A special issue of Agronomy (ISSN 2073-4395). This special issue belongs to the section "Farming Sustainability"

Special Issue Information

Dear Colleagues,

Biofortification is the process used to increase the concentration of a nutrient in edible portions of plants through agronomic techniques, post-harvest processes (i.e., malting), and genetic selection by plant breeding. Some soils in the Mediterranean area are poor in some minerals, and so are the plants that grow in these soils.

Low mineral concentrations are found in arid areas with high pH and low clay content, conditions which are quite prevalent in the Mediterranean area. An important part of the population suffers from dietary deficiency in essential micronutrients, i.e., iron (Fe), zinc (Zn) and selenium (Se), and a novel challenge in agriculture is the production of biofortified grains to improve the nutrition status of the consumers, while allowing the producers to offer a more valuable product.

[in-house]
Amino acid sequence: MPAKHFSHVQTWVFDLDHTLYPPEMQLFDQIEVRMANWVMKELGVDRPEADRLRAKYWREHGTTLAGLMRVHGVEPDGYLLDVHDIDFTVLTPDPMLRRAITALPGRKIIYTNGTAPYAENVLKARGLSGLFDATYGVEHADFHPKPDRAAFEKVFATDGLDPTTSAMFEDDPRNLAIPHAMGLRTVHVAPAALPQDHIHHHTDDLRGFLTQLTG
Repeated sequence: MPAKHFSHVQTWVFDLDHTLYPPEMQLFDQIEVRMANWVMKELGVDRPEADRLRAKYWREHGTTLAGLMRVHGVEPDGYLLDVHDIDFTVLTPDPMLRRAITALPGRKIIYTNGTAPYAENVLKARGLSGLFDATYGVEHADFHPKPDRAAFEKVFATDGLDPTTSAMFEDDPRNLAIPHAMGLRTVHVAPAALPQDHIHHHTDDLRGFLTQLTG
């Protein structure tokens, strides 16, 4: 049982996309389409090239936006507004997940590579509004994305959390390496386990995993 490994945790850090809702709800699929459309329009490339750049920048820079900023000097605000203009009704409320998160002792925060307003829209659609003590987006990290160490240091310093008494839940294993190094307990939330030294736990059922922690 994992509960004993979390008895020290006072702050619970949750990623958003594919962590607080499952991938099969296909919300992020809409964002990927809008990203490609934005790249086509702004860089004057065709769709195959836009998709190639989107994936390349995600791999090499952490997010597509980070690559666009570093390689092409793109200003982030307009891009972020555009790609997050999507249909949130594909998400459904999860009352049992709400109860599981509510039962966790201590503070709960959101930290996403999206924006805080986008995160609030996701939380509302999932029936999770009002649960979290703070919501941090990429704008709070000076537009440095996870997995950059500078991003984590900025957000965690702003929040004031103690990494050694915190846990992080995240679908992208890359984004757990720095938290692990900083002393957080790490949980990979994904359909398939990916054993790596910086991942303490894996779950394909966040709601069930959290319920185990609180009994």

In the future, grain biofortification should consider innovative approaches from field agronomics techniques to post-harvest methods in order to obtain dense grains for developing novel foods with improved properties on human health, also taking into account the stability of the products during long-term storage and the bioavailability of the microelements of the fortified products.

Guest Editor Dr. Maria Grazia Melilli - Institute for Agricultural and Forest Systems in the Mediterranean, National Council of Research, Via Empedocle, 58, 95128 Catania, Italy
 

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